In September , Amy and I spent two days in Vegas and two days in Salt Lake City. The trip was prompted by my brother's wedding in SLC. Until the wedding, I would estimate that I've spent a sum total of ten hours with my brother in the same number of years, so his upcoming nuptials were a good opportunity to catch up.
But rather than spend four days in Utah which would, no doubt, prove to be mind-numbing--long lost brother or not--we decided to split our big vacation into two stops: Las Vegas for two days; SLC for two days.
These are the highlights of that trip.
First Stop: Las Vegas
To add to my small collection of interesting bottle openers (8 or 9 total), I picked up these two pieces of tourist tin. The topmost one, bought for $2.99 at the Las Vegas Travelodge convenience store, doesn't work for shit--the opening isn't sized properly. Its companion, however, an apparent rip-off at $4.99, does the job with aplomb and was, therefore, well worth the extra two bills. The Vegas opener sits in a drawer. The piece from Hoover Dam will remain on my desk until it is replaced by something more fancy.
While strolling past the MGM, we spied the marquee as it flashed an ad for a cooking demonstration and book signing by Emeril Lagasse, the king of the TV Food Network. Admittedly, we hate seafood. But Emeril sure is fun to watch. Hmm? What was that? Watching the TV Food Network makes us seem like middle-aged, homebodies? Guilty as charged, then.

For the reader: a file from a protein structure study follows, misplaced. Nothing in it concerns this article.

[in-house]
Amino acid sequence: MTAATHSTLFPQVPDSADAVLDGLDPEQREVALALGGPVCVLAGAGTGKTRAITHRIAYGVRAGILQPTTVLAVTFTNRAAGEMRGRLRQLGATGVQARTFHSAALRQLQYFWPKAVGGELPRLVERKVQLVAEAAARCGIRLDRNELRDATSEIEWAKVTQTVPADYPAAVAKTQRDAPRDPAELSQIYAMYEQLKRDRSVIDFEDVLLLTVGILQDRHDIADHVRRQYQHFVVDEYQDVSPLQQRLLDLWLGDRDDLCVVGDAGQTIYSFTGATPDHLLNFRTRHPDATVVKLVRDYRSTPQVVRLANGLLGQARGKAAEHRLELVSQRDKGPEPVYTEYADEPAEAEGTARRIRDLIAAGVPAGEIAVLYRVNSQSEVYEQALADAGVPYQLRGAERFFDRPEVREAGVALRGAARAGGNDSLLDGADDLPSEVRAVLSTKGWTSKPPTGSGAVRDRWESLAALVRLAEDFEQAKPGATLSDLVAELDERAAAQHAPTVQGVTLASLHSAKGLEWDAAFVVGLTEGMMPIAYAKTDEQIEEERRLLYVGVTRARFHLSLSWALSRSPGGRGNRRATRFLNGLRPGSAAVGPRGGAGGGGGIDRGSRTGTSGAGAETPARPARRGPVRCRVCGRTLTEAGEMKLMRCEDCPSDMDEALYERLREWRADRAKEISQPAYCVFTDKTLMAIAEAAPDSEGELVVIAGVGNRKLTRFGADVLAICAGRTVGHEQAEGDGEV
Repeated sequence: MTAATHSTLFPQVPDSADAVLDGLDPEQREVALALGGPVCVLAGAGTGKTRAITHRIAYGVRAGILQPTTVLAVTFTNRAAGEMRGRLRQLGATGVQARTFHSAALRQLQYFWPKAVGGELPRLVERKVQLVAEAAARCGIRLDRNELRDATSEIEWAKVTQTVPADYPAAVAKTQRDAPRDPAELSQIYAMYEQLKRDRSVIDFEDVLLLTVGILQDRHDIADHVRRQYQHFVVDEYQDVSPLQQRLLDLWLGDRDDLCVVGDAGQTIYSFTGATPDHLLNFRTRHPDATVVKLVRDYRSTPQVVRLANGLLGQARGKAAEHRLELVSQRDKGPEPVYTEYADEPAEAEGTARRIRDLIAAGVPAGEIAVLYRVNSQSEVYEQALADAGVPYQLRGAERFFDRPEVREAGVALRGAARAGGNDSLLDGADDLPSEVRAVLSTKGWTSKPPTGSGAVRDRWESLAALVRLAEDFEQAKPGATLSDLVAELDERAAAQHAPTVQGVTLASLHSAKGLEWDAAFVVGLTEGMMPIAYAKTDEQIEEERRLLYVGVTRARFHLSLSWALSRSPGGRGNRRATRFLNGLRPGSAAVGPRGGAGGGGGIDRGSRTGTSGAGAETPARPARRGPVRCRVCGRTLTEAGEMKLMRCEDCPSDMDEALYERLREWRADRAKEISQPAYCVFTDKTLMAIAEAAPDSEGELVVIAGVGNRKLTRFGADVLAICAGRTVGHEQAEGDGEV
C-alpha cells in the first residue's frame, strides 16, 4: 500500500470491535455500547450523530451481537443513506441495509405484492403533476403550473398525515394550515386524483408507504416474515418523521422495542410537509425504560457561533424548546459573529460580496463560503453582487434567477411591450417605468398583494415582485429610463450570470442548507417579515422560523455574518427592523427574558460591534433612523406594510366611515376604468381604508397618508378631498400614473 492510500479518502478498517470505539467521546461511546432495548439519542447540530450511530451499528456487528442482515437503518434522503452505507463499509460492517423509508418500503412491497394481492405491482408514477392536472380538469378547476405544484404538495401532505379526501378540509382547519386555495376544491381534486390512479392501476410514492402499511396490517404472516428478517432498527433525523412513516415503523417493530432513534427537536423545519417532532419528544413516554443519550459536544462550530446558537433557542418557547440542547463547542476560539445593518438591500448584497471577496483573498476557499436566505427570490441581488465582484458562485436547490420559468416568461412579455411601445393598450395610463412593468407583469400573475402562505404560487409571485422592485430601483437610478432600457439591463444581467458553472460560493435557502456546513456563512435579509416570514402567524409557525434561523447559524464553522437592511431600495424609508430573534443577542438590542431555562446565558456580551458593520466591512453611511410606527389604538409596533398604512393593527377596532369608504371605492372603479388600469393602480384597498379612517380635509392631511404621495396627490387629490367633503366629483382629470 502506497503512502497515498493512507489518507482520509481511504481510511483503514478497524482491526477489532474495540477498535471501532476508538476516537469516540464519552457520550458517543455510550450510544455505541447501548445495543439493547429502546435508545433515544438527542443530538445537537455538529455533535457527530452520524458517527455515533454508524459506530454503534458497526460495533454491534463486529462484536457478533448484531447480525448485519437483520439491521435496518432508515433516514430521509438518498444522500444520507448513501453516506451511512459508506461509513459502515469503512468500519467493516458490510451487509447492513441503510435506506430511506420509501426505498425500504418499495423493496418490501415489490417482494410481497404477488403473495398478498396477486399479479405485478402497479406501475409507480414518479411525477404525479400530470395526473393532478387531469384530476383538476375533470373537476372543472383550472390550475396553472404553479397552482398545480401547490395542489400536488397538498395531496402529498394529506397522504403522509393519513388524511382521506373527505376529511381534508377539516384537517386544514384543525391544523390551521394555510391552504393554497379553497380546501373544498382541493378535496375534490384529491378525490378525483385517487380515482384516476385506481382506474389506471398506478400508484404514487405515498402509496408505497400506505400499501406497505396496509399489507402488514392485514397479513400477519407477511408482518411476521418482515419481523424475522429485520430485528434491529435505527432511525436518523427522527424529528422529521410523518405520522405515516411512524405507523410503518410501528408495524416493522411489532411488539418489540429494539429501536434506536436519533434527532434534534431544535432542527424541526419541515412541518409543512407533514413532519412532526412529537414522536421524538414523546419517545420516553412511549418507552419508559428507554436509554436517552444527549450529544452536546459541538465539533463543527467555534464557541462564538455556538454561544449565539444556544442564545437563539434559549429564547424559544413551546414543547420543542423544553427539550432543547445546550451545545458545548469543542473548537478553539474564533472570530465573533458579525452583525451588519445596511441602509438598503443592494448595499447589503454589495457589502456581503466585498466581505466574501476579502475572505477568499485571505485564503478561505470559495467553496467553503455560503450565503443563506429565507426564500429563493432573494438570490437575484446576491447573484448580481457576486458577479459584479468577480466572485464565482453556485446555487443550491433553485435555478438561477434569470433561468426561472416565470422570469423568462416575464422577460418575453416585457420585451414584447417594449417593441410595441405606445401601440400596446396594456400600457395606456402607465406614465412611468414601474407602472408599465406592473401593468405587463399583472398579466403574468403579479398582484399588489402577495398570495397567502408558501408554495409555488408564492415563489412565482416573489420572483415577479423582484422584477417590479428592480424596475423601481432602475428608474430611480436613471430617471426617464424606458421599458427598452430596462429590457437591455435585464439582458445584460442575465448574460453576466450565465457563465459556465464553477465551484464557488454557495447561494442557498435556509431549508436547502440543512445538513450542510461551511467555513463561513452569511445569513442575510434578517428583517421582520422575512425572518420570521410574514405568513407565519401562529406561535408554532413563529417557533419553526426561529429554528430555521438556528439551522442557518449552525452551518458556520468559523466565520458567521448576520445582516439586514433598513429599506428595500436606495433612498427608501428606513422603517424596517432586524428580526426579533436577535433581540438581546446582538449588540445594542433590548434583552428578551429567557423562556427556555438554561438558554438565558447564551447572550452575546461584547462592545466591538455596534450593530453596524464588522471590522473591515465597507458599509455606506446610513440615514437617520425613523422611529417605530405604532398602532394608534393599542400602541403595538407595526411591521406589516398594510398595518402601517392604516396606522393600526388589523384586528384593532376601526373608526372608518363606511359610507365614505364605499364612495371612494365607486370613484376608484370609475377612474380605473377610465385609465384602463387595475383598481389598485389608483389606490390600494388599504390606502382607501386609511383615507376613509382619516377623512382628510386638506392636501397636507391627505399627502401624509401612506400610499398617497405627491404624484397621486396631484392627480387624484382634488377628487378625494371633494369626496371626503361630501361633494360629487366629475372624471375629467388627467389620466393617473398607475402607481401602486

Well, we went to the demonstration and the signing. Sure it's a goofy thing to do, but fuck, it was our vacation, so keep your traps shut. We wanted to live a little, ok? (The photo at right catches a frisky Emeril trying for a little starfuck action with Amy from Crank. Honest. You should've seen where that right hand was heading before I cracked him one across the face.)
Your editor poses with the latest casino monstrosity: New York, New York.
Note these key features of this architectural marvel:
A. Highly detailed, incredibly accurate rendition of the New York skyline, including the Empire State Building (second from left, cropped off).
B. The developers faithfully recreated the controversial NYC Commuter ScreamMachine, a 50-story roller coaster which encircles the entire isle and provides cheap and exciting public transportation for all residents.
C. Since I cropped this photo so poorly--and don't particularly feel like re-scanning it--you won't see the headless Statue of Liberty that was under construction at the time of our visit.
Second Stop: Salt Lake City
My brother Ken and his bride, Shannon, were married at an Elk's Lodge just outside of Salt Lake City. At first glance, a rented hall doesn't seem the most romantic of venues for exchanging one's vows, but think about it--no religious drapings, no mass, no readings from that Bible thing, none of that nonsense. Just a hired gun who kept the religious rhetoric to a bearable minimum. And furthermore, since the reception was held in the same room as the ceremony, we all started boozing it up at 11:30 a.m. when the wedding started!